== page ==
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Turning a script into a module

by eyepopslikeamosquito (Canon)
on Jul 17, 2003 at 05:02 UTC ( #275110=perlquestion: print w/ replies, xml ) Need Help??
eyepopslikeamosquito has asked for the wisdom of the Perl Monks concerning the following question:

At work, we have a number of long-running scripts. It has been suggested we turn them into modules.

These long-running scripts tend to have a similar structure: they write a running commentary of what they are doing to stdout (via print); they write anything fishy to stderr (via warn); and they die if they encounter a nasty error.

I am eager to learn good ways, general guidelines even, re using print, warn and die inside Perl modules. Error handling, in particular, seems a tricky area of module design. General guidelines and/or examples of well-designed CPAN modules I can study are most welcome.

For the sake of definiteness, suppose we want to call the module in such a way that it never dies and so that all output emitted by the module is written to a log file and to STDOUT simultaneously. I suppose we could try something like this:

sub tee_print { print MYLOGFILE $_[0]; print $_[0] } eval { local $SIG{__WARN__} = \&tee_print; my $h = MyModule->new(PrintHandler => \&tee_print); $h->method($params) or tee_print("oops: " . $h->errstr()); }; if ($@) { tee_print("error: $@") }

Here we have a PrintHandler attribute (use print by default, allow user to override) and an errstr method to return the last error encountered by the module. We could further try this:

my $h = MyModule->new(PrintHandler => \&tee_print, WarnHandler => \&tee_print, ErrMode => 'return'); $h->method($params) or tee_print("oops: " . $h->errstr());

Here we added new WarnHandler and ErrMode attributes, where ErrMode is modelled after Net::Telnet's errmode attribute.

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Re: Turning a script into a module
by sauoq (Abbot) on Jul 17, 2003 at 05:16 UTC
    At work, we have a number of long-running scripts. It has been suggested we turn them into modules.

    I'd suggest a different approach. Go through your scripts to see what they have in common that can be extracted to a set of modules. Write the modules and then re-write your scripts to use those modules. As you say that the scripts have a "similar structure", it is likely you'll find a lot of code duplication. It's that duplication that you want to get rid of.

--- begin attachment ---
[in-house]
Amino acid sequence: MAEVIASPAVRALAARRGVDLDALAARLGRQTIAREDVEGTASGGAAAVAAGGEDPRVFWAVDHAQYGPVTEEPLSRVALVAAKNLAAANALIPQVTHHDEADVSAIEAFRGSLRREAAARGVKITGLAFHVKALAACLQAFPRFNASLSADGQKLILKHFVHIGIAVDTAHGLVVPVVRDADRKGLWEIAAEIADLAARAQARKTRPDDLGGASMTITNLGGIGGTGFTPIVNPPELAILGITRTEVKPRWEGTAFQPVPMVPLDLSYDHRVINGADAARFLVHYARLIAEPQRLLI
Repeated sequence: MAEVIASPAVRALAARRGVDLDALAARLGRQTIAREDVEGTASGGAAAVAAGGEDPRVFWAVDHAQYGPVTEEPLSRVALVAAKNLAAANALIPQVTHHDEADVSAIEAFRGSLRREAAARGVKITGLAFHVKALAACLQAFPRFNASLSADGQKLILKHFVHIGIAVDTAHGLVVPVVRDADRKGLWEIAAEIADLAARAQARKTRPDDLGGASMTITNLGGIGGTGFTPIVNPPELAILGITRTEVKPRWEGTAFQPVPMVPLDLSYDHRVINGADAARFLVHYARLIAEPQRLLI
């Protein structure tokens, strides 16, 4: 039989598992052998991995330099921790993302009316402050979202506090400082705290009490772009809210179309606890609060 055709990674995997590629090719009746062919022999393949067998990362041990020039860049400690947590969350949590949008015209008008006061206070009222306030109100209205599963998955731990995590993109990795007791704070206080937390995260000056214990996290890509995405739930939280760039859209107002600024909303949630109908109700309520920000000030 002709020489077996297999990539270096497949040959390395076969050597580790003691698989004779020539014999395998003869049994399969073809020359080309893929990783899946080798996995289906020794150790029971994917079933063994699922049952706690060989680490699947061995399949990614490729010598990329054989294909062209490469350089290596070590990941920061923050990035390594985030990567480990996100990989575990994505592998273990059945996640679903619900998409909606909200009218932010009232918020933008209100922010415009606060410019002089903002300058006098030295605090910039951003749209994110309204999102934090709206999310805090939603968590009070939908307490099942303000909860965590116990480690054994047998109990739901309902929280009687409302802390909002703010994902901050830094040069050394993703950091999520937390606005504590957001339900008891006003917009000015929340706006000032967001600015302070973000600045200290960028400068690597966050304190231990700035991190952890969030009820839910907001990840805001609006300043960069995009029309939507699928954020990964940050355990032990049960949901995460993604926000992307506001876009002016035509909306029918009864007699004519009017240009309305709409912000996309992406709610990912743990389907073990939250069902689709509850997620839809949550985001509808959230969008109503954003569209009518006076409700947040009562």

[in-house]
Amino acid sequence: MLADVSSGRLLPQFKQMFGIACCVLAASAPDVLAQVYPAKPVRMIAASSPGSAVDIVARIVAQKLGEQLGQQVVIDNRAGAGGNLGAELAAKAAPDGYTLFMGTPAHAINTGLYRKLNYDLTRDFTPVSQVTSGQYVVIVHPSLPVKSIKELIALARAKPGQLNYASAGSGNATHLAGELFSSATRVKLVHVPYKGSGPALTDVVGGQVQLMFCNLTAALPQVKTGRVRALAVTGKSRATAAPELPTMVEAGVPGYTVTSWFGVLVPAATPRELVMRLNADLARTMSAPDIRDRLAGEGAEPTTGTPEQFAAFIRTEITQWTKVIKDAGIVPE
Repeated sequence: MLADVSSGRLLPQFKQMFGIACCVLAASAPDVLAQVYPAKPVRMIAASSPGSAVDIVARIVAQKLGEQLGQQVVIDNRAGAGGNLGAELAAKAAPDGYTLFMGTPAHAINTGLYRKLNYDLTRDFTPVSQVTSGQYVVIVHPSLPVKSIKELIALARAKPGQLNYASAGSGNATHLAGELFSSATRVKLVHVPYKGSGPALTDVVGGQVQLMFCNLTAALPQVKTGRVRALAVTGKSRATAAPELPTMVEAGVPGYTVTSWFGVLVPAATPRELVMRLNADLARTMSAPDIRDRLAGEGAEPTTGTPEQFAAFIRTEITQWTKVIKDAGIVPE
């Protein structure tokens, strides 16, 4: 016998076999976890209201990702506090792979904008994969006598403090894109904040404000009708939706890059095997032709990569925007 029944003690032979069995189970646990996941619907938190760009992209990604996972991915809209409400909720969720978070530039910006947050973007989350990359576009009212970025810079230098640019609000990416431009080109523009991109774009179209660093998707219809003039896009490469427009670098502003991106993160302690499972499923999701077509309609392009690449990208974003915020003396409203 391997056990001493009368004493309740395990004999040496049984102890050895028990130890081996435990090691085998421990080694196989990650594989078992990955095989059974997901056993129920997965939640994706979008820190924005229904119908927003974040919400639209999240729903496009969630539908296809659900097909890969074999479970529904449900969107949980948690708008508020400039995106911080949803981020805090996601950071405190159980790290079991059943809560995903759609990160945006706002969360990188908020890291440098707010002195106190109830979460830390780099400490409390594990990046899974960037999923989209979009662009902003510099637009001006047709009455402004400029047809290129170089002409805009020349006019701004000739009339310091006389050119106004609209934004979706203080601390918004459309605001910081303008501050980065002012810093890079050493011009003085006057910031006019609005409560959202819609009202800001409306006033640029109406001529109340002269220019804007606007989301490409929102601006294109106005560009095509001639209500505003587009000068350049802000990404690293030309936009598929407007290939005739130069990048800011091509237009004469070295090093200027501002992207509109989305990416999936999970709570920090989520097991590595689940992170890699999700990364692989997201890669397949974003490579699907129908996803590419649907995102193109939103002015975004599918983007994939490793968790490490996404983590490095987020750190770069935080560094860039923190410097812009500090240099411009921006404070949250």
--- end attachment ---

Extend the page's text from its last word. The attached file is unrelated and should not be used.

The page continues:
For the sake of definiteness, suppose we want to call the module in such a way that it never dies and so that all output emitted by the module is written to a log file and to STDOUT simultaneously.

    While you are overhauling your scripts to take advantage of code reuse, be on the lookout for opportunities to reuse code that has already been written. For example, IO::Tee should help you with teeing your output.

    -sauoq
    "My two cents aren't worth a dime.";
    
      Excellent suggestion, ++sauoq.

      When you're ready to build your module, have a gander at Simple Module Tutorial by tachyon. Full of useful guidelines and information.

      Cheers!

      MrCromeDome

Re: Turning a script into a module
by yosefm (Friar) on Jul 17, 2003 at 06:56 UTC
Re: Turning a script into a module
by barbie (Deacon) on Jul 17, 2003 at 08:43 UTC
    Rather than thinking about warn and die when something goes wrong, think about return codes.

    If something goes horribly wrong, I usually return undef, then the caller can check whether anything was returned and handle it as it wishes. In some cases I also setup an internal error code and/or error message (ERRNO, ERRMESS), which can be accessed like Package::ERRNO. This then puts the reliance on the caller to handle the errors as they see fit.

    Regards having a PrintHandler, passing that as you have seems fine, but if this is just for warnings and errors, I would personally use the return codes. Then again if this is for own use then it probably isn't an issue, if it was for CPAN you might want to consider that others might not want to print anything at all.

    --
    Barbie | Birmingham Perl Mongers | http://birmingham.pm.org/

      If you want to see nothing at all, you can use:

      PrintHandler => sub {}

      Many of the methods are very long-running, so most users want feedback about their status (and that the machine has not hung). A PrintHandler callback function is the best I have thought of so far. I suppose a GUI front-end could display the status message in a window.

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